BI Ethics

The ethics of business intelligence is a touchy subject that many people don’t want to talk about. However, more attention in the past several years has been given to this subject mostly due to ethics scandals at huge companies such as Enron, Tyco, and WorldCom. The Sarbanes-Oxley Act came about because of such scandals and the billions of dollars they cost investors as well as the decrease in investor confidence in the stock markets, but it only applies to publicly held companies.

This is all well documented, and related information can be found all over the web. Recently a Code of Conduct for DBAs was proposed by SQL DBA, Brad McGehee. This is an excellent, albeit broad set of guidelines for DBA behavior.

My last article discusses a relatively benign situation where a decision was made how to calculate and provide statistics. In this article, I’d like to focus on business intelligence. What do you as a Business Intelligence Expert do when asked to provide questionable information? I’ll give the following example to facilitate discussion.

The Accounting Manager of your organization requests a report which details Accounts Receivable Aging. You code the SQL for the report creating groups of invoices that are 30 days, 60 days, 90 days, and more past due. You include an attractive chart and send the report to the Manager for approval. He reviews it and confides in you that his new bonus structure (or perhaps even his job) is dependent upon these numbers. He requests that since ACME Rockets is always late, Wile E. Coyote is always out in the desert chasing the Road Runner instead of paying bills, that they should be removed from the report. His reasoning is that no matter how well the manager performs his job, ACME will never pay in less than 90 days and this drastically lowers his rating.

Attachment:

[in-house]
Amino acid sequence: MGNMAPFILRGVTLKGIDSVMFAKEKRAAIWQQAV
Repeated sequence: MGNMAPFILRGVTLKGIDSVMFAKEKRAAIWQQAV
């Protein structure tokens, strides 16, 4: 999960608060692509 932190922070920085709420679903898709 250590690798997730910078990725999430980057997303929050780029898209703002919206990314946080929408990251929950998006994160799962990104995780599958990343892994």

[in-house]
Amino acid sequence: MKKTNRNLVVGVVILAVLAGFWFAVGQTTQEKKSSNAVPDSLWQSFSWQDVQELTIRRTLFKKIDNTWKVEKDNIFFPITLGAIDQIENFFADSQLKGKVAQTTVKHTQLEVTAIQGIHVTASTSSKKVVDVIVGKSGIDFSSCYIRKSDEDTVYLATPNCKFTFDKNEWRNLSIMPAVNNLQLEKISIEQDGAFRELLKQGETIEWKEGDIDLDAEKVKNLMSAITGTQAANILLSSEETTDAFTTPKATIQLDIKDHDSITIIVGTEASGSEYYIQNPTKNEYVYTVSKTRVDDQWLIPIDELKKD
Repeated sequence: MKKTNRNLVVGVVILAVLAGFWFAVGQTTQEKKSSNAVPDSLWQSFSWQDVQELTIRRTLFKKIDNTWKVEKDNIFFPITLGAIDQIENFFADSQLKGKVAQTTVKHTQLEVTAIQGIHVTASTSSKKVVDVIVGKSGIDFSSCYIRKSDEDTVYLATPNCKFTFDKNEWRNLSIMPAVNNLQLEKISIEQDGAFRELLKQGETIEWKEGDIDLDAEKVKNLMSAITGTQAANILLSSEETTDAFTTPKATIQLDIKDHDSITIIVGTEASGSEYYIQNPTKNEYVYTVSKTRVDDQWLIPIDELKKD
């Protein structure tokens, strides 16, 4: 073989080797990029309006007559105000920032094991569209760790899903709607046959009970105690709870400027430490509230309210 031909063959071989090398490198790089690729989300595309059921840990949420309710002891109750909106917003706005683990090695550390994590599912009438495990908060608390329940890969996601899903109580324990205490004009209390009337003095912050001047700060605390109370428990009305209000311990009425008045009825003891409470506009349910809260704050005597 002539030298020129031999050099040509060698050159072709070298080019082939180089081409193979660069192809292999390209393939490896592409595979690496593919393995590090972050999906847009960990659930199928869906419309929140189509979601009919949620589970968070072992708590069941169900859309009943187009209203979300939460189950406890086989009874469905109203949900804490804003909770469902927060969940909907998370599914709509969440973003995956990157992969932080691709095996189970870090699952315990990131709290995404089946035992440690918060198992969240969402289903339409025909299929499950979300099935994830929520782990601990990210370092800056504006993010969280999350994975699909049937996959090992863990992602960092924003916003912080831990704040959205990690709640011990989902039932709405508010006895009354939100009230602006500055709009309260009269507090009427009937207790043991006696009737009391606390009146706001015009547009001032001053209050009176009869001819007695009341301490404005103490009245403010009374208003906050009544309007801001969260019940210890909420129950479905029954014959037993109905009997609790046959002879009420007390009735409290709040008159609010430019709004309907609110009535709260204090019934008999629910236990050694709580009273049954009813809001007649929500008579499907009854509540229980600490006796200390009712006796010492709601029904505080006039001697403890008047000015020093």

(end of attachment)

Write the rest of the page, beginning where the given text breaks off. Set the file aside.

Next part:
Think about that for a second…. I’ll wait.

Now let’s suggest that the Accounting Manager is your direct supervisor. You may actually lose your job if you refuse. Look deep within yourself, did the answer change?

Anyway, the following poll is anonymous. What would you do? Feel free to explain why you answered the way you did in the comments.

What would you do?

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5 comments to BI Ethics

  • Hmm, do I like my direct supervisor in this situation? 😉

  • […] This post was Twitted by SQLChicken […]

  • rk

    I’m curious what justification that either iteration of “Go along…” has behind it. Ask anyone who got porked by Delphi, they’ll tell you that notorious slow-pays should be on the radar at all times. If the number for ACME is significant enough to affect the reporting officer’s bonus/job, it’s something that should be highlighted – not buried – and the absence of their numbers should immediately be noticed by the executive committee, anyway. When that’s discovered, whose backside is in the crosshairs… the person who asked for the special filter, or the person who was trusted enough to NOT do such things?

    And say you go along with it, and everyone is fat & happy for a few weeks… next thing you know, you’re getting asked to bury two more slow pays. Then the number balloons to five… to eight… where does it stop? Are you really doing your company a favor by covering up for a lazy salesperson or a squishy A/R person?

  • scott

    I think I would make the report leaving out the data. However I would make a note on the report clearly stating what I left out and why. If there is truely nothing wrong with leaving out the data then the report requester should not have a problem with his boss knowing it was left out.

  • Alan Vogan

    I answered with ‘go to the CFO’ but it would actually be a lot easier for me. We actually have an internal auditor responsible for the SOX audit. He’s been the controller, the CFO. He knows what kind of shananigans go down and know how to stop it.

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